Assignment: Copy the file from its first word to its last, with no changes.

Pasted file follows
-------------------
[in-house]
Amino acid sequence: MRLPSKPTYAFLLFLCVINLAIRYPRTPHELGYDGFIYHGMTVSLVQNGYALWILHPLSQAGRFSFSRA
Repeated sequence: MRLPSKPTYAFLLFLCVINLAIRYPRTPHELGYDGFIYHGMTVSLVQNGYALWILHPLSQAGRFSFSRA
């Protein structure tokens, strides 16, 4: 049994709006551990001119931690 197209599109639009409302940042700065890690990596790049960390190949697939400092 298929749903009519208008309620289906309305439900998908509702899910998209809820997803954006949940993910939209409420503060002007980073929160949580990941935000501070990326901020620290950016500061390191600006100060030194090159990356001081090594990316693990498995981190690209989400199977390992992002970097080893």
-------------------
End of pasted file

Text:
[in-house]
Amino acid sequence: MRLPSKPTYAFLLFLCVINLAIRYPRTPHELGYDGFIYHGMTVSLVQNGYALWILHPLSQAGRFSFSRA
Repeated sequence: MRLPSKPTYAFLLFLCVINLAIRYPRTPHELGYDGFIYHGMTVSLVQNGYALWILHPLSQAGRFSFSRA
């Protein structure tokens, strides 16, 4: 049994709006551990001119931690 197209599109639009409302940042700065890690990596790049960390190949697939400092 298929749903009519208008309620289906309305439900998908509702899910998209809820997803954006949940993910939209409420503060002007980073929160949580990941935000501070990326901020620290950016500061390191600006100060030194090159990356001081090594990316693990498995981190690209989400199977390992992002970097080893």